Book review: Lieutenant Hornblower by CS Forester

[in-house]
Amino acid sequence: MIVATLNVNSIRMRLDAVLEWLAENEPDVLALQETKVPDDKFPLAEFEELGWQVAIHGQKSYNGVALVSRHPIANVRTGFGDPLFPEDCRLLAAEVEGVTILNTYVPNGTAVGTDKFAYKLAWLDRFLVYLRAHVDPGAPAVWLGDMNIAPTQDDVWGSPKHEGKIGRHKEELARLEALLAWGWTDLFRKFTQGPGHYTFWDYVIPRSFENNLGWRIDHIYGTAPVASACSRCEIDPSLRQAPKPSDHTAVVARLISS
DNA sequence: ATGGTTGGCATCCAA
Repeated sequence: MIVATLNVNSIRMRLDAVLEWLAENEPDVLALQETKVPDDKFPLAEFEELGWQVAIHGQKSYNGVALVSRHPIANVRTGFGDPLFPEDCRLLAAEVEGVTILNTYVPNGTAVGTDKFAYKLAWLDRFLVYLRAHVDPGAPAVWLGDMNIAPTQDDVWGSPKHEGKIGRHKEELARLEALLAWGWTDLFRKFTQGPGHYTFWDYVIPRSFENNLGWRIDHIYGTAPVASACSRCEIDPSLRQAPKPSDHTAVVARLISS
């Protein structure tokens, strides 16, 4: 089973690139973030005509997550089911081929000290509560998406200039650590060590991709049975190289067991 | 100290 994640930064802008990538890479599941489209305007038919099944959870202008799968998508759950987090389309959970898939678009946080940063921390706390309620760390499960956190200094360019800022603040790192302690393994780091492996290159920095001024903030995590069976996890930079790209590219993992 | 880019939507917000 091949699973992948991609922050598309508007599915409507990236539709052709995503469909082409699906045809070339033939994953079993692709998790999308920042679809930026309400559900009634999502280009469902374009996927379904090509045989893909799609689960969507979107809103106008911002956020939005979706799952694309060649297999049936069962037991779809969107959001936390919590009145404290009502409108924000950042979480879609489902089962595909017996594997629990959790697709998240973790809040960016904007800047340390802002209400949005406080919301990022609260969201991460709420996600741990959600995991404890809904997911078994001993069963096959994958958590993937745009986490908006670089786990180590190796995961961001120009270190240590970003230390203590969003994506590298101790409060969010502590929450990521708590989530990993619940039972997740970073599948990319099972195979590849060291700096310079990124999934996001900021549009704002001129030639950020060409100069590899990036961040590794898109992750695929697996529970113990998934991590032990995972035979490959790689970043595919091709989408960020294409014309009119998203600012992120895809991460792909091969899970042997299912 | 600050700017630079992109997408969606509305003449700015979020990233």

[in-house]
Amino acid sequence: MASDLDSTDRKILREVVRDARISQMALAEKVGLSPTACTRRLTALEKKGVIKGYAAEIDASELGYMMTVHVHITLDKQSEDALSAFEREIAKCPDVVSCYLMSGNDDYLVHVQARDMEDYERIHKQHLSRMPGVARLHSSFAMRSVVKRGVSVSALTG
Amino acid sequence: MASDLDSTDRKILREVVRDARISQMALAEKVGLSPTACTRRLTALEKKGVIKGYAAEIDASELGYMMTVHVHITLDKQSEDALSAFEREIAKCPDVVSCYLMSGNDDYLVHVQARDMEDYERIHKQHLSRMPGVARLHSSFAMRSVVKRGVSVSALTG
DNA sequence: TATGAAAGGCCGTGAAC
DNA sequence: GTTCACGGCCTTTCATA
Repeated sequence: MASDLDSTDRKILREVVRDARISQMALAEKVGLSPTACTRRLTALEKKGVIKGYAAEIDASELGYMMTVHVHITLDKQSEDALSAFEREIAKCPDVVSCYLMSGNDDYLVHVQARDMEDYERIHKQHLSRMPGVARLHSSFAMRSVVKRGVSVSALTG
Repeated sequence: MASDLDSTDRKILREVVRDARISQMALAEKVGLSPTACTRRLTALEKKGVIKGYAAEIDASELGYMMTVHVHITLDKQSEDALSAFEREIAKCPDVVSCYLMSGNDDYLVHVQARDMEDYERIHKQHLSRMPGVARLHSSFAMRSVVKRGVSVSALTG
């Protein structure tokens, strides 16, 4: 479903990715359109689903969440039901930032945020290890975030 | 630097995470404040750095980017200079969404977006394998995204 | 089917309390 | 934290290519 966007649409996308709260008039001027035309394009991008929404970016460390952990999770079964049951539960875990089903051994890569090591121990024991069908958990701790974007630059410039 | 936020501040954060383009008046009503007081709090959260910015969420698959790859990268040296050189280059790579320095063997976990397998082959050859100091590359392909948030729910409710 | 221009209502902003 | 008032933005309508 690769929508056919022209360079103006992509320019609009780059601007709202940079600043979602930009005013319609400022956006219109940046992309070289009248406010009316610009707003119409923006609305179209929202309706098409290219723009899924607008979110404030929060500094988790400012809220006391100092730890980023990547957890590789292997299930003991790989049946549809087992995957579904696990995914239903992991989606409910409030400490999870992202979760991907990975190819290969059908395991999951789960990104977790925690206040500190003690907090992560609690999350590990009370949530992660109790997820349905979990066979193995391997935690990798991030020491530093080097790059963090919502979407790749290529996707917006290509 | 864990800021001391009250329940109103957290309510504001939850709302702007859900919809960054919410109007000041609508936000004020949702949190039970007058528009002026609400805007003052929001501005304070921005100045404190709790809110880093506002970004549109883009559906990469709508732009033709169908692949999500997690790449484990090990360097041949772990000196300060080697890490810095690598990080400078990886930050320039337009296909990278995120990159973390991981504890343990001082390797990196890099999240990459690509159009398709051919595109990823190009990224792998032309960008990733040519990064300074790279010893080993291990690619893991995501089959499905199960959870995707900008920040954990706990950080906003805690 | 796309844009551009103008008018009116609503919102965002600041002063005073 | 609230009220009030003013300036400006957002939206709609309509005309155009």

Having cheerfully patted myself on the back in my last review but one that I had made the right decision to read the Hornblower series in chronological rather than publication order, I now have to withdraw the self-congratulatory pat on the back. Lieutenant Hornblower, the second in time but the seventh to be written, does not work nearly so well as the second book in a multi-volume series for the simple reason that it was the seventh book actually written. As such, CS Forester was obviously trying out narrative ideas to freshen up his work and, in this, he writes from the point of view not of Hornblower but of William Bush, who had already been established in the series as Hornblower’s best friend, but is here introduced – and introduced to Hornblower. All the action is seen from Bush’s point of view and, since he’s a stolid, unimaginative officer, very far from the high-wrought but controlled tension under which Hornblower lives, the book has a very different feel to the first: it’s dashed hard to write through the eyes of a slightly dull man without the writing occasionally being a bit dull, and Forester only just survives the experiment in point of view. Now, if I had already the first seven Hornblower novels, this would have been absolutely fine, as I’d be more than ready for a different view of our hero – and, indeed, an insight into how others see him. But, as I am only starting to get to know him, this drawing back to another point of view was disconcerting. Despite this, Forester’s narrative drive carried me along, and I finished the book faster than a sailor claiming his ration of grog, and I have already reserved the next in the series from the libarary. And, yes, having started this way, that is how I will continue – at least for the next book (although if this one is written from the point of view of the woman Hornblower appears to have decided to marry at the end of this book – a mistake, I strongly suspect – then I’m not I’ll be able to bear it).